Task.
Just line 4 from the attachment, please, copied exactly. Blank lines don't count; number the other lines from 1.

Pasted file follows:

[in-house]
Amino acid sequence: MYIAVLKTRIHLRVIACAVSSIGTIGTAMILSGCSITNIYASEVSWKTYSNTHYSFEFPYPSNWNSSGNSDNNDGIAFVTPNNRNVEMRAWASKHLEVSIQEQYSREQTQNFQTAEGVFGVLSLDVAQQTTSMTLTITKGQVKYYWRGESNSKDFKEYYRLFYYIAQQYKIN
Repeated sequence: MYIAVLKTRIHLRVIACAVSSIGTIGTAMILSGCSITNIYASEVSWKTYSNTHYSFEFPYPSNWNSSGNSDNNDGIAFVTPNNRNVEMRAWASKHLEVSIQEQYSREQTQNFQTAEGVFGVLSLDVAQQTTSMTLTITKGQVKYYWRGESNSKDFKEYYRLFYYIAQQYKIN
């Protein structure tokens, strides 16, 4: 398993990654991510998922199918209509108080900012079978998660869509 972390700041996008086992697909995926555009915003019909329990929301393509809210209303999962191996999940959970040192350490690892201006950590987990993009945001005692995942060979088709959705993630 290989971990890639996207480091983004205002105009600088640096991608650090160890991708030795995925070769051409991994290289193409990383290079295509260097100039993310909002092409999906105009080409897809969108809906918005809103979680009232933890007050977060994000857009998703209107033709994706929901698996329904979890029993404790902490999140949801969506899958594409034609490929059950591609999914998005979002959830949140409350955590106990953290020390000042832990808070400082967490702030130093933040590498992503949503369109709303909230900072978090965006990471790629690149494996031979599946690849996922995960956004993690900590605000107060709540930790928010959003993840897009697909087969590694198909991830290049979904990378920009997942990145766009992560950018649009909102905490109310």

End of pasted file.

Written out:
């Protein structure tokens, strides 16, 4: 398993990654991510998922199918209509108080900012079978998660869509 972390700041996008086992697909995926555009915003019909329990929301393509809210209303999962191996999940959970040192350490690892201006950590987990993009945001005692995942060979088709959705993630 290989971990890639996207480091983004205002105009600088640096991608650090160890991708030795995925070769051409991994290289193409990383290079295509260097100039993310909002092409999906105009080409897809969108809906918005809103979680009232933890007050977060994000857009998703209107033709994706929901698996329904979890029993404790902490999140949801969506899958594409034609490929059950591609999914998005979002959830949140409350955590106990953290020390000042832990808070400082967490702030130093933040590498992503949503369109709303909230900072978090965006990471790629690149494996031979599946690849996922995960956004993690900590605000107060709540930790928010959003993840897009697909087969590694198909991830290049979904990378920009997942990145766009992560950018649009909102905490109310």